There’s always a palpable air of anticipation in the theatre as the lights dim and the audience quietens expectantly before the curtain gently rises. On the Melbourne opening night in June of the Australian Ballet’s (AB) production of Identity, however, the evening took quite a different turn.
There was no overture, no curtain rising. Instead, a young male dancer stepped out from behind the curtain, microphone in hand, to announce that the evening’s show would be a little different from usual. Corps de ballet dancer Matthew Bradwell explained there would be a 15-minute delay to the show’s opening as the dancers had voted overwhelmingly in favour of industrial action to protest what they argued was an unsatisfactory new workplace agreement.
It is known as ‘holding the curtain’ and Bradwell directed the audience to the leaflets many had received on arrival from representatives of the dancers’ union, the Media Entertainment and Arts Alliance (MEAA), outlining the reasons behind the strike.
‘There was applause, it wasn’t vociferous, but there was applause,’ says one audience member who was in the State Theatre that night. ‘Everyone remained in their seats and after 15 minutes the dancers came out and performed Identity.’ Two days later, the industrial action was repeated.
‘The dancers are devastated that they’ve had to take this action and are really hoping they won’t have to take further, more drastic action,’ says a source close to the dancers who spoke on condition of anonymity, as the dancers’ contracts prohibit them publicly discussing pay and conditions.
It is 42 years since the AB dancers last took industrial action, a symbol both of the respect they have for their jobs and their audiences, but also of how seriously they regard the situation.
They are not alone. The Paris Opera Ballet (POB) cancelled two shows of L’Histoire de Manon in July to protest what the dancers argue are unacceptable wage and working conditions, calling for broader recognition and compensation of the non-performance time they spend warming up and doing hair and make-up before rehearsals and show. This comes just three years after the strikes of 2019/2020 when the POB protested President Macron’s proposal to raise the national retirement age to 64, something that is simply impossible in the classical dance world. Not only did the POB cancel 45 shows but the dancers, accompanied by the Paris Opera orchestra, staged two free excerpts of Swan Lake on the steps of the Palais Garnier to express their discontent. Far-reaching nationwide demonstrations across all professions resulted in the government agreeing to temporarily withdraw the plan.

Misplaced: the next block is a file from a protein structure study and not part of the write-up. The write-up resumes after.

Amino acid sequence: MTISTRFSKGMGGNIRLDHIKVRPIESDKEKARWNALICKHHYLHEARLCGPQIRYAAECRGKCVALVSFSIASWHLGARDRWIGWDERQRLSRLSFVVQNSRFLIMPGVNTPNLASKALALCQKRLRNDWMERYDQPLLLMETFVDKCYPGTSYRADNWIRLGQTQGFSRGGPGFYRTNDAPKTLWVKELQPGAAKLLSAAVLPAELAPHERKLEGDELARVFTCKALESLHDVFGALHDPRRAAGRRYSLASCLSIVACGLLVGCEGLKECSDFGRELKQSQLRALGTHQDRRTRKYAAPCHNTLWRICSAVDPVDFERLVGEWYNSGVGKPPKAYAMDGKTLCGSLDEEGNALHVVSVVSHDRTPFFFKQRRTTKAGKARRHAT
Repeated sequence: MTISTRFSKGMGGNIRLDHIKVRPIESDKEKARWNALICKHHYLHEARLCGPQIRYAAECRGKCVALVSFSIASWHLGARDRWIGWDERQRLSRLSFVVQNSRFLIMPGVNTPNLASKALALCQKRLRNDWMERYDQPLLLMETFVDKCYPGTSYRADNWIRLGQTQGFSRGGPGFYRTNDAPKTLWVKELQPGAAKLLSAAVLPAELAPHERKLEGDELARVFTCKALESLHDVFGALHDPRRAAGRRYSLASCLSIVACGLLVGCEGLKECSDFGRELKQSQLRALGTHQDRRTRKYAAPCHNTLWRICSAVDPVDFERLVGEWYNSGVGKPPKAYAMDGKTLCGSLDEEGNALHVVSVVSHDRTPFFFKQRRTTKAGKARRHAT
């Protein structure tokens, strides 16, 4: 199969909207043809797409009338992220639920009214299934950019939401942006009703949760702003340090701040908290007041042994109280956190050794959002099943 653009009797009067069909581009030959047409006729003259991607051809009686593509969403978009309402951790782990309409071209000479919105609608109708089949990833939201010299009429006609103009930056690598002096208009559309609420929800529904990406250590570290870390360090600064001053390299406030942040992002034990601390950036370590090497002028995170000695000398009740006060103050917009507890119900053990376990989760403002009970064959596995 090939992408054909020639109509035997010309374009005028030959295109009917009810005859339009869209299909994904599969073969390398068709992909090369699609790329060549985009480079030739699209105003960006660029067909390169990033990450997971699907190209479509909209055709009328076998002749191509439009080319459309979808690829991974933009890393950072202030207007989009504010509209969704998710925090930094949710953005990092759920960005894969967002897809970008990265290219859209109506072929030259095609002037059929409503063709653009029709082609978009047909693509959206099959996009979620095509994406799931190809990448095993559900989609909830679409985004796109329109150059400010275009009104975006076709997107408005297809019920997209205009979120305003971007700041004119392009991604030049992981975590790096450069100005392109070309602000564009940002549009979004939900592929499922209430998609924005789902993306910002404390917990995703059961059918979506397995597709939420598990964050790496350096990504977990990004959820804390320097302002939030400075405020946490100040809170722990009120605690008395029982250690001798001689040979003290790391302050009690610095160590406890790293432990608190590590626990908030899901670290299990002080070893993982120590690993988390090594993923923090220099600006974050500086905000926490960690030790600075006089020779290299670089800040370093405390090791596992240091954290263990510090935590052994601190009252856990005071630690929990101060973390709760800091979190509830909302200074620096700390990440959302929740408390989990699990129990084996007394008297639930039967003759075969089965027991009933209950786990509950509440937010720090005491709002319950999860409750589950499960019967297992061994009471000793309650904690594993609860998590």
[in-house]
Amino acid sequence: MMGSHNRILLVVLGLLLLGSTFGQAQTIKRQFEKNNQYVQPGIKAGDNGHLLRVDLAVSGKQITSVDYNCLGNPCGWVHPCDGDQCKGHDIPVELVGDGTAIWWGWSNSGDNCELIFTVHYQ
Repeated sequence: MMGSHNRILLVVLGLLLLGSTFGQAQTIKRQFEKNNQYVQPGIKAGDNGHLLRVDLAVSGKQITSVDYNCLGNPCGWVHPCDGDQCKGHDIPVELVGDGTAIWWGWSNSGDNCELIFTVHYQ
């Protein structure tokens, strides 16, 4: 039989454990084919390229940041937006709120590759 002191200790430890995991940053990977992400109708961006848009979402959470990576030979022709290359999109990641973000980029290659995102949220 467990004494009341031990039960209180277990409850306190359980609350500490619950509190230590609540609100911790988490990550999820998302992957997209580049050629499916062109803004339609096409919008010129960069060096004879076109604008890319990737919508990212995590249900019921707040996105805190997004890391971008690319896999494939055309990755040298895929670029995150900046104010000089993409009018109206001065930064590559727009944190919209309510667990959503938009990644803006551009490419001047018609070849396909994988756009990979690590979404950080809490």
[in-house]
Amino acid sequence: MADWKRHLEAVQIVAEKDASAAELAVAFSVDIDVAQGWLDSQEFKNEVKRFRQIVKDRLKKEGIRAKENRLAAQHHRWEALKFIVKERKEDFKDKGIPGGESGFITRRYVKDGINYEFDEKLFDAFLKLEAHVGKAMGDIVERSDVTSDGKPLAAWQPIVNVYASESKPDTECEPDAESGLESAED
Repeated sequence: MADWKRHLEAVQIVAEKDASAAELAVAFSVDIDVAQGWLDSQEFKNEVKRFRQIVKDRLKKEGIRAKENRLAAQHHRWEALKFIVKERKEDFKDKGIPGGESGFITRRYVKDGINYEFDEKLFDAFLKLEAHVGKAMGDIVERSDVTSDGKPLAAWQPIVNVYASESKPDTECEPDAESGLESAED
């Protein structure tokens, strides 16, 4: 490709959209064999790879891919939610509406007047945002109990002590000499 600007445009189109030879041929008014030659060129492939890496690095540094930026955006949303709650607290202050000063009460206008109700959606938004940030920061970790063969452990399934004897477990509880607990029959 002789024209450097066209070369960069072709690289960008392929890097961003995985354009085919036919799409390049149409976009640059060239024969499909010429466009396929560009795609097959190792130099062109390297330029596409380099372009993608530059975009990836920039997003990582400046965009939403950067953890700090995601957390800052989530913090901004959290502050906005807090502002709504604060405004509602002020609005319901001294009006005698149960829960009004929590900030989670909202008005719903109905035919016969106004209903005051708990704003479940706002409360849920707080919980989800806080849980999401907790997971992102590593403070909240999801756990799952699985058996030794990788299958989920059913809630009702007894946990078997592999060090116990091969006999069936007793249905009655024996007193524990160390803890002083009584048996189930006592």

But it isn’t just dancers who are waging industrial action. The members of the Orchestra of the Royal Opera House in London who accompany the Royal Ballet recently voted overwhelmingly in support of potential strikes to express their dissatisfaction over the fact their pay and conditions remain at Covid-restricted levels, which saw them take a 10% pay cut. And in an unprecedented situation, Hollywood’s screen writers and actors were also on strike over improper payment for streaming and protection against AI and digital recreation. The protests began in May and, for the writers at least, are only now being resolved.
It is so unusual for dancers to take industrial action that the AB and POB strikes caused international headlines. ‘Strikes tend to be a last-resort option in the ballet world,’ says Paris-based arts writer and critic Laura Cappelle, pointing out that negotiations with union representatives and mediation will typically find a resolution before strikes are necessary.
There are various reasons industrial action isn’t commonplace among professional dancers. The nature of ballet requires dancers to begin learning at a very young age, when schools typically teach rigid obedience and observance of a strict hierarchy that continues into their professional careers. Challenging their conditions is traditionally not part of the culture.
Positions within ballet companies are highly coveted and professional dancers know only too well how expendable they are. ‘Competition for company positions is fierce – there is always someone waiting to take your spot if you complain,’ says Cappelle. Added to that is the insecure nature of employment. Companies including the AB employ dancers on annual contracts, while in America and the contemporary dance world dancers are typically on part-time or casual contracts, forcing them to find alternative employment between seasons. ‘When your contract is up for renewal every year or even every two years there’s an inherent risk in organising and attempting to raise issues with the very managers who can let you go at short notice,’ says Cappelle.